The severe complications include:
- high fever
- pain in the upper part of the abdomen
- vomiting – black, ‘coffee-ground’ vomit
- jaundice (yellow skin and eyes)
- kidney failure
- liver failure
Immunisation against yellow fever
If you are travelling or passing through areas infected with yellow fever, some countries require you to be vaccinated. A record of your immunisation must be entered and validated in your International Certificate of Vaccination or Prophylaxis
by a healthcare provider that is authorised by the WHO to vaccinate against yellow fever.
Although some countries have no entry requirements, others may require proof of vaccination for all travellers in order to satisfy entry requirements. You can find out if the countries you intend to visit have requirements for yellow fever vaccination by checking the Department of Foreign Affairs and Trade's Smartraveller website,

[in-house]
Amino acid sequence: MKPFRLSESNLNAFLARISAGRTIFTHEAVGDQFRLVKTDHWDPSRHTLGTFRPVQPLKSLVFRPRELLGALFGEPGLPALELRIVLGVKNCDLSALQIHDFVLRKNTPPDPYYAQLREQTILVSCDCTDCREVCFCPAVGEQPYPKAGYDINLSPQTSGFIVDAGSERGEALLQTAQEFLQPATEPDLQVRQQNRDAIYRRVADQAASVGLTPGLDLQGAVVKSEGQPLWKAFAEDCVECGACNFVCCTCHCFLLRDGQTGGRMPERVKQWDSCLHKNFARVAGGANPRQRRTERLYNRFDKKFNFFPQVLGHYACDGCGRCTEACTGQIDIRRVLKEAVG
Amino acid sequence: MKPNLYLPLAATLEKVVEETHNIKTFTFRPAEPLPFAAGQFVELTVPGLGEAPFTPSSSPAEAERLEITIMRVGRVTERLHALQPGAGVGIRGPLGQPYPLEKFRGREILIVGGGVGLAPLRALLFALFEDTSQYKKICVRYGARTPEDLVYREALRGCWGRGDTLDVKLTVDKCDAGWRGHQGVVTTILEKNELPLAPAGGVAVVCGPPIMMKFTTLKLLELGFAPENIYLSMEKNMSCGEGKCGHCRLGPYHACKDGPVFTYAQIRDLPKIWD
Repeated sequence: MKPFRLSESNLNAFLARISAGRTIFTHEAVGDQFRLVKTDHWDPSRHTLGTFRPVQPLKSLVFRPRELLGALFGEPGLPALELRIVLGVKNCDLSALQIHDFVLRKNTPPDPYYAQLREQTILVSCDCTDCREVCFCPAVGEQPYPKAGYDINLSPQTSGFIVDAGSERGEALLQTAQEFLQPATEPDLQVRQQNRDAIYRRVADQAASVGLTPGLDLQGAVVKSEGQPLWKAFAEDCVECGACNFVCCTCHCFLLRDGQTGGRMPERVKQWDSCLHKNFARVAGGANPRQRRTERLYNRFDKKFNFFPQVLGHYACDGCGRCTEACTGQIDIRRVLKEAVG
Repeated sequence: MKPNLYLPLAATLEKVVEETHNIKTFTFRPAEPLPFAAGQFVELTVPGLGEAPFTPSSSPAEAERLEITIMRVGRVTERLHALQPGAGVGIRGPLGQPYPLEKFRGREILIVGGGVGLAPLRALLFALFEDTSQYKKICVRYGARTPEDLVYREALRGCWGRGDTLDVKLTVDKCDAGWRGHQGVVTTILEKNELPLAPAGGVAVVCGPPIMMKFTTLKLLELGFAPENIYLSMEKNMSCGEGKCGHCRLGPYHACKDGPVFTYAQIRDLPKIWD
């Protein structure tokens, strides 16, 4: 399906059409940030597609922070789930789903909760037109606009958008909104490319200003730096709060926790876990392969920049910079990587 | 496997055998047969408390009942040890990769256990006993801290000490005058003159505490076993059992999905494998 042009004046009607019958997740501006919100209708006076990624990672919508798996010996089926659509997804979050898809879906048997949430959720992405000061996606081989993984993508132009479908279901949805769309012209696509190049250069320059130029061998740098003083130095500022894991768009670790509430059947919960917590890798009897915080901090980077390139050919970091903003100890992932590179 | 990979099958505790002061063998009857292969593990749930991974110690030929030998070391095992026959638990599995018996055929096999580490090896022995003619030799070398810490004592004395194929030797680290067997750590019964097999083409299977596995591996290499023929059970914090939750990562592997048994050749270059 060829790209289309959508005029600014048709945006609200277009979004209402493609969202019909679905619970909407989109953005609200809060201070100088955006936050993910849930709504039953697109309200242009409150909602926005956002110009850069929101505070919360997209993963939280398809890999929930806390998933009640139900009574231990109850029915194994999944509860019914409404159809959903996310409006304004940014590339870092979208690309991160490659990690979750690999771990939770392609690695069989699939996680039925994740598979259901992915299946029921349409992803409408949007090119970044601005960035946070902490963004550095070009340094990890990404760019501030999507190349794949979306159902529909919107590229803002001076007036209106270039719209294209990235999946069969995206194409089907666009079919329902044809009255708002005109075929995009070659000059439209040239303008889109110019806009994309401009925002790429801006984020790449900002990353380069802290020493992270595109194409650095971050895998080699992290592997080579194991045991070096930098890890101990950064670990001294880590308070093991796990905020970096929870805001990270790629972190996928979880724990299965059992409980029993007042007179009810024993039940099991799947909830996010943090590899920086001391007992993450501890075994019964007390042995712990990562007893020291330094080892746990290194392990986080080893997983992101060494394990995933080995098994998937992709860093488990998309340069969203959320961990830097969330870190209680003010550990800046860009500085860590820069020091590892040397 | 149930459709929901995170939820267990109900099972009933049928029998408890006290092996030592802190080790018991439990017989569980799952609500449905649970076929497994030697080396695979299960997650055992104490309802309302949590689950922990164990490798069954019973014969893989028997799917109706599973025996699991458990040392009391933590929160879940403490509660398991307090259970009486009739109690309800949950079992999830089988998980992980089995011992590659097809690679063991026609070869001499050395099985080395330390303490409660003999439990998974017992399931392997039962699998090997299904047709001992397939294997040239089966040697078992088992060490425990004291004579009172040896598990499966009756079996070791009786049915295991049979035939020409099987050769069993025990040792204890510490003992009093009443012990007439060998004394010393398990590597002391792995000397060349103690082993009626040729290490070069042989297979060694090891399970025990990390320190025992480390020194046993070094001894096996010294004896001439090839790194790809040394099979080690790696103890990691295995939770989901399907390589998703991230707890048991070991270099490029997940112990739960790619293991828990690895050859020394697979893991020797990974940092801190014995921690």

or asking your GP (doctor) when you have your appointment.
It is best to arrange an appointment with your GP or a travel clinic doctor six to eight weeks prior to departure in case a series of vaccines are needed. Yellow fever vaccine should be given at least 10 days before entering a country where immunisation is a legal requirement in order to avoid quarantine procedures.
against yellow fever only requires a single dose of vaccine, which usually gives most people lifetime immunity. Also, in most cases, once you have been vaccinated, the certificate is valid for life.
People who should receive yellow fever vaccination
People who should be vaccinated for yellow fever include:
- people over nine months of age travelling to or living in areas with a high risk of yellow fever transmission
- people who work in laboratories and routinely work with yellow fever virus.